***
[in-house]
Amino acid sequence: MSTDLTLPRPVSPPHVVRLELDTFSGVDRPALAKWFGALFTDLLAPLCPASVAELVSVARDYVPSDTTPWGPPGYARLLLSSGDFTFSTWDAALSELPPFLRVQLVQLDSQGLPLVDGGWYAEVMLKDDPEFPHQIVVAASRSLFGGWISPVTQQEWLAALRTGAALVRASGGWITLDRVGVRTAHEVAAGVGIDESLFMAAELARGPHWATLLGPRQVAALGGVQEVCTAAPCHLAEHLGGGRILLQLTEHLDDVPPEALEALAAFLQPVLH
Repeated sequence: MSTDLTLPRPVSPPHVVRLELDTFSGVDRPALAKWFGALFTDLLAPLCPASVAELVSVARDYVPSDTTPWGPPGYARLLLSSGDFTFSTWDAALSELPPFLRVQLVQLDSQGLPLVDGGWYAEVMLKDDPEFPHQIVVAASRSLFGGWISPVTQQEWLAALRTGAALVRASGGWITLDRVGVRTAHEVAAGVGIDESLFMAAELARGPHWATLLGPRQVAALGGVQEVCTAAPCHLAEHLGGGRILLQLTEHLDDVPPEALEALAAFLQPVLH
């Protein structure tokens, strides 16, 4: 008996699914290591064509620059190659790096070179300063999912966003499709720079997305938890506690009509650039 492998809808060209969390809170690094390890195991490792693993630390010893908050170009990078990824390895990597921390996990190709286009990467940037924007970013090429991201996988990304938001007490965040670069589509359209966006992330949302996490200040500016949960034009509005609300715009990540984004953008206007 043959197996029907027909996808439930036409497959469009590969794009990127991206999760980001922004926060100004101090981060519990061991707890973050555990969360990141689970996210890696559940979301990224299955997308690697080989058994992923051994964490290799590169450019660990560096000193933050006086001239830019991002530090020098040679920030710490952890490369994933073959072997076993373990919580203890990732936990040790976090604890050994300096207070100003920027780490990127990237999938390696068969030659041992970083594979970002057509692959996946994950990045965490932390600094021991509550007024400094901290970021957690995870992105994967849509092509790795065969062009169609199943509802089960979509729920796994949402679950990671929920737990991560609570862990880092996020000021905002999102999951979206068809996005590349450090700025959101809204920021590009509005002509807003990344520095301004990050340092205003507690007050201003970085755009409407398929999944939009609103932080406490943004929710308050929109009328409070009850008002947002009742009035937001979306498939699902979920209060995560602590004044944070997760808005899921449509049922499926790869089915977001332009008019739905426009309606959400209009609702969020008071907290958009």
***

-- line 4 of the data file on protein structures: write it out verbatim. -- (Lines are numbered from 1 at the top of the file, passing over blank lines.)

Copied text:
């Protein structure tokens, strides 16, 4: 008996699914290591064509620059190659790096070179300063999912966003499709720079997305938890506690009509650039 492998809808060209969390809170690094390890195991490792693993630390010893908050170009990078990824390895990597921390996990190709286009990467940037924007970013090429991201996988990304938001007490965040670069589509359209966006992330949302996490200040500016949960034009509005609300715009990540984004953008206007 043959197996029907027909996808439930036409497959469009590969794009990127991206999760980001922004926060100004101090981060519990061991707890973050555990969360990141689970996210890696559940979301990224299955997308690697080989058994992923051994964490290799590169450019660990560096000193933050006086001239830019991002530090020098040679920030710490952890490369994933073959072997076993373990919580203890990732936990040790976090604890050994300096207070100003920027780490990127990237999938390696068969030659041992970083594979970002057509692959996946994950990045965490932390600094021991509550007024400094901290970021957690995870992105994967849509092509790795065969062009169609199943509802089960979509729920796994949402679950990671929920737990991560609570862990880092996020000021905002999102999951979206068809996005590349450090700025959101809204920021590009509005002509807003990344520095301004990050340092205003507690007050201003970085755009409407398929999944939009609103932080406490943004929710308050929109009328409070009850008002947002009742009035937001979306498939699902979920209060995560602590004044944070997760808005899921449509049922499926790869089915977001332009008019739905426009309606959400209009609702969020008071907290958009």